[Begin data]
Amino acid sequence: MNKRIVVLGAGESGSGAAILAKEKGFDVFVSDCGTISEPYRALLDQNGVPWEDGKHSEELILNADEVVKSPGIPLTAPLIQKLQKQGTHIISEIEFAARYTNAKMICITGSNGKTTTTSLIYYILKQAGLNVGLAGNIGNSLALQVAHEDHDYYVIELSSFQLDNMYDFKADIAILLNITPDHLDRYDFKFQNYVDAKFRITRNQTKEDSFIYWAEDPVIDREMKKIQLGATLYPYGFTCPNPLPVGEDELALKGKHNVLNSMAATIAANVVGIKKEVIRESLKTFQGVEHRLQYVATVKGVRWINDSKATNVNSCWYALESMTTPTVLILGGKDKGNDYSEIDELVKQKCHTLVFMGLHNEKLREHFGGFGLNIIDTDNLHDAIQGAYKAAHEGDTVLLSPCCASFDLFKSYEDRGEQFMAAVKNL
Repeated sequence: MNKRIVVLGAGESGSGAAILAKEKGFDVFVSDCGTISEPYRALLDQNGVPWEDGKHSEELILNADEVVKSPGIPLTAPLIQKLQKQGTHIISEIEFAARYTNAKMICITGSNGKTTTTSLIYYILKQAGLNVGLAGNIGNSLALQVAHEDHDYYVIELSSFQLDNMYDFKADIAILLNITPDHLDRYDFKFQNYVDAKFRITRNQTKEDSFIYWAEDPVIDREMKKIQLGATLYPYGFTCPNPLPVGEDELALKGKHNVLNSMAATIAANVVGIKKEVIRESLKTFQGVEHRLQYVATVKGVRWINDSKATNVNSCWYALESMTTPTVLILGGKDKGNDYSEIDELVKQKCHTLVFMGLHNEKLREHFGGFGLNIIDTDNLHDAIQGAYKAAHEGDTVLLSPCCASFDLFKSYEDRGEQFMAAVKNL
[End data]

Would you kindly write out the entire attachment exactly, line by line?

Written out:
Amino acid sequence: MNKRIVVLGAGESGSGAAILAKEKGFDVFVSDCGTISEPYRALLDQNGVPWEDGKHSEELILNADEVVKSPGIPLTAPLIQKLQKQGTHIISEIEFAARYTNAKMICITGSNGKTTTTSLIYYILKQAGLNVGLAGNIGNSLALQVAHEDHDYYVIELSSFQLDNMYDFKADIAILLNITPDHLDRYDFKFQNYVDAKFRITRNQTKEDSFIYWAEDPVIDREMKKIQLGATLYPYGFTCPNPLPVGEDELALKGKHNVLNSMAATIAANVVGIKKEVIRESLKTFQGVEHRLQYVATVKGVRWINDSKATNVNSCWYALESMTTPTVLILGGKDKGNDYSEIDELVKQKCHTLVFMGLHNEKLREHFGGFGLNIIDTDNLHDAIQGAYKAAHEGDTVLLSPCCASFDLFKSYEDRGEQFMAAVKNL
Repeated sequence: MNKRIVVLGAGESGSGAAILAKEKGFDVFVSDCGTISEPYRALLDQNGVPWEDGKHSEELILNADEVVKSPGIPLTAPLIQKLQKQGTHIISEIEFAARYTNAKMICITGSNGKTTTTSLIYYILKQAGLNVGLAGNIGNSLALQVAHEDHDYYVIELSSFQLDNMYDFKADIAILLNITPDHLDRYDFKFQNYVDAKFRITRNQTKEDSFIYWAEDPVIDREMKKIQLGATLYPYGFTCPNPLPVGEDELALKGKHNVLNSMAATIAANVVGIKKEVIRESLKTFQGVEHRLQYVATVKGVRWINDSKATNVNSCWYALESMTTPTVLILGGKDKGNDYSEIDELVKQKCHTLVFMGLHNEKLREHFGGFGLNIIDTDNLHDAIQGAYKAAHEGDTVLLSPCCASFDLFKSYEDRGEQFMAAVKNL